Hi Robert - 'maybe yes, maybe no!' I'm basing this on my taking apart an 805 which was the '60s long mic which developed into the 815/816 and 415/416: inside the outer tube, inside the 'padding' (basic windshielding), in the 805 the interference tube was (surprisingly to me) a metal tube with little holes drilled along it along the top - and nowhere near as many as the slots suggested in the outer tube. Importantly however the diameter of the holes slightly but gradually increased at the mouth end: so I would assume it's important sound-wise not to cover the last hole(s) with any mend. Perhaps the 416 (or mics later than the 805) didn't have the internal metal tube beneath the padding - but if it is there I would run a little finger or cotton bud inside to locate the 'final hole' (or holes if more than one line - or indeed slots if that's the case). If the innards are such just make sure you don't tape over any part of the final hole. If however there is nothing within the padding that must mean that the (inside) of the outer tube is now the 'real' interference tube design and you possibly can't cover any outside slot. I was surprised at finding the inner interference tube a few years back simply because I'd never been told or read about it in 20+ years of using MKH shotguns! I have no doubt the design will have changed but the difference between the inside and the outside was so significant I have been intrigued (and wanted to pull apart a 416) ever since. If you can't see or feel inside the 416 however (or if the design has radically changed) I would just go with a spot of epoxy and you wouldn't be obscuring anything nor altering the sound. Best, Jez WAIT ! Sorry I understand - I think the 'filling/padding' you're talking about is just a short bung of sponge inside the tube? For 'from the front' basic wind shielding? If so does it look like there is secondary inner tube or is all obscured? We might well have to wait for a (good) Samaritan here with a dead 416 to pull it apart and tell us! I would guess it's just a short bung up front but I wouldn't want to encourage any needless destruction that you're trying to avoid! Go with the smallest amount of tape you can - a few millimetres, obscuring nothing!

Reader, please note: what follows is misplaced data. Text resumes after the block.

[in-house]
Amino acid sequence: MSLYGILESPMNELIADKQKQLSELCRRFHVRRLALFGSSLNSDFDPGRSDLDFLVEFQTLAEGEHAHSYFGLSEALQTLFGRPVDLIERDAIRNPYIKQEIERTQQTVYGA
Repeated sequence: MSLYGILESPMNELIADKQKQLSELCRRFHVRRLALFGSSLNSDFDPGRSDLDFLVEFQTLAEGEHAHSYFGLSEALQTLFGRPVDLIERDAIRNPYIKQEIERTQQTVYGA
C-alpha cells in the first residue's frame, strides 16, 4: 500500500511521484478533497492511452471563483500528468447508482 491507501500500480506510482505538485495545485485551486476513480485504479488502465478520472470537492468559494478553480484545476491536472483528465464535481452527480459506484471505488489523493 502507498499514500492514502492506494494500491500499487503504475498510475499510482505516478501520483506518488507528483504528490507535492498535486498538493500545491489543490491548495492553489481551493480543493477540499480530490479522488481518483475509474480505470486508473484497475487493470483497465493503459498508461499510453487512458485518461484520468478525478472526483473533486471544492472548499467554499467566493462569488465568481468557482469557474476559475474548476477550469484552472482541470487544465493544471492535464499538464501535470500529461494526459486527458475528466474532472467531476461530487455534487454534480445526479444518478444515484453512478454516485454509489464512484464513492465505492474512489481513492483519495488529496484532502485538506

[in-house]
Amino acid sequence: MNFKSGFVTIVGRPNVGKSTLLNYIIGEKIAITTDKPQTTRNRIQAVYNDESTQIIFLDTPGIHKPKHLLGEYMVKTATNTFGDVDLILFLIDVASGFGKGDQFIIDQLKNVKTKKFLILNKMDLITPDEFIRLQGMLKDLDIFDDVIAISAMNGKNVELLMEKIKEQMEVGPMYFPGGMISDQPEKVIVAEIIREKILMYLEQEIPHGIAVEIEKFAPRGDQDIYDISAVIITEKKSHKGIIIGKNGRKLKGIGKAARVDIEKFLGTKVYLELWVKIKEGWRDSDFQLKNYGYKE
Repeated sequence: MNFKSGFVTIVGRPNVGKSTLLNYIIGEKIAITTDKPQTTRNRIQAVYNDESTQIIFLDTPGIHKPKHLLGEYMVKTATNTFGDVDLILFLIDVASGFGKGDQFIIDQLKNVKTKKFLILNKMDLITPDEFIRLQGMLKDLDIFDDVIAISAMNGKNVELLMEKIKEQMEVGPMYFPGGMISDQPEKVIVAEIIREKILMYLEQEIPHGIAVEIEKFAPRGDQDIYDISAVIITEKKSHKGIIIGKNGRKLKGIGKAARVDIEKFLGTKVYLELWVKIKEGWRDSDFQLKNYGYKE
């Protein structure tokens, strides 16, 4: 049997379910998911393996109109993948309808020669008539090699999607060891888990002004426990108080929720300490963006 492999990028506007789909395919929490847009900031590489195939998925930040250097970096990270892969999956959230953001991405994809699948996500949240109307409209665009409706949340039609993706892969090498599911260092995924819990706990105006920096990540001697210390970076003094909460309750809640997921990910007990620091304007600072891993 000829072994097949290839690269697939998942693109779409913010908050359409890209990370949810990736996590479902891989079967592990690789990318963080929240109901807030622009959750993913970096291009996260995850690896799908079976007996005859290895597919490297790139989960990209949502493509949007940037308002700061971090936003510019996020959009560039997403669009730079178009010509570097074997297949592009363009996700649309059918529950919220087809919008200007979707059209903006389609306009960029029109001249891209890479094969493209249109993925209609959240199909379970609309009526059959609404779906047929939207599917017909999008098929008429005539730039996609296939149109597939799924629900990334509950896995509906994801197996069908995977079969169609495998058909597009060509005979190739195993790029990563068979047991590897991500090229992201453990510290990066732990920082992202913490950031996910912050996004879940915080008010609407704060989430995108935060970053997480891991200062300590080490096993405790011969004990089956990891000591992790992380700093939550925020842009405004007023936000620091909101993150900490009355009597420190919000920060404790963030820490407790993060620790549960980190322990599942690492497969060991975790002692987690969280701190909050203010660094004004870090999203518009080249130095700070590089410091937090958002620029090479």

14. The Immoral Mr Teas

    416 end cap

    Bob, I actually just meant a small ring of tape around the barrel at the end. Looking first at the 'real' interference tube inside the barrel making sure not to cover the 'final' hole. This all being based on my experience of the old 805, not a 416: but whatever is inside the latter, do the smallest possible mend making sure to not be obscuring any 'hidden interior' holes/slots/whatever. (Glue of course would obscure nothing inside nor out, but could be somewhat permanent)! J
  15. The Immoral Mr Teas

    Sound Devices Mix Pre-3 and Mix Pre-6

    For this question I would absolutely go to the source and ask SD directly - and then report the answer here Or even better, ask them to respond here - it seems good knowledge for all users to have J